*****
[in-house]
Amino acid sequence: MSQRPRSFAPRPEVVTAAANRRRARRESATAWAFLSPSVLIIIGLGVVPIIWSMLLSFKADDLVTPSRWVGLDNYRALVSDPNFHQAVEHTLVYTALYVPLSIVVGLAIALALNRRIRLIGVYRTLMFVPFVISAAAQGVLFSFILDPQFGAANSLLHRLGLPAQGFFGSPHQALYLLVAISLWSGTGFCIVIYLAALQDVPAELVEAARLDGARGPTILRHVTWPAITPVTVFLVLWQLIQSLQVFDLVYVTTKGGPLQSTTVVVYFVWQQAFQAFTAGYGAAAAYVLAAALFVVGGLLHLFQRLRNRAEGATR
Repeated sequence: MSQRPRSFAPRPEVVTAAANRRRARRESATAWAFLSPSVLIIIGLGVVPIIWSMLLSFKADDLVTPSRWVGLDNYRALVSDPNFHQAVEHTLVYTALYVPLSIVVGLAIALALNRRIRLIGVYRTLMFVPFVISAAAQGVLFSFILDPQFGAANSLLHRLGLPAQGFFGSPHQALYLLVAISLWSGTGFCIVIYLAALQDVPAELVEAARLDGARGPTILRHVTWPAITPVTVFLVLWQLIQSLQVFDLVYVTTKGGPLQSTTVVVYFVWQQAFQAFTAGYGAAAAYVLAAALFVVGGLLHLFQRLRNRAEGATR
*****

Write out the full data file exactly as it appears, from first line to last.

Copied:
[in-house]
Amino acid sequence: MSQRPRSFAPRPEVVTAAANRRRARRESATAWAFLSPSVLIIIGLGVVPIIWSMLLSFKADDLVTPSRWVGLDNYRALVSDPNFHQAVEHTLVYTALYVPLSIVVGLAIALALNRRIRLIGVYRTLMFVPFVISAAAQGVLFSFILDPQFGAANSLLHRLGLPAQGFFGSPHQALYLLVAISLWSGTGFCIVIYLAALQDVPAELVEAARLDGARGPTILRHVTWPAITPVTVFLVLWQLIQSLQVFDLVYVTTKGGPLQSTTVVVYFVWQQAFQAFTAGYGAAAAYVLAAALFVVGGLLHLFQRLRNRAEGATR
Repeated sequence: MSQRPRSFAPRPEVVTAAANRRRARRESATAWAFLSPSVLIIIGLGVVPIIWSMLLSFKADDLVTPSRWVGLDNYRALVSDPNFHQAVEHTLVYTALYVPLSIVVGLAIALALNRRIRLIGVYRTLMFVPFVISAAAQGVLFSFILDPQFGAANSLLHRLGLPAQGFFGSPHQALYLLVAISLWSGTGFCIVIYLAALQDVPAELVEAARLDGARGPTILRHVTWPAITPVTVFLVLWQLIQSLQVFDLVYVTTKGGPLQSTTVVVYFVWQQAFQAFTAGYGAAAAYVLAAALFVVGGLLHLFQRLRNRAEGATR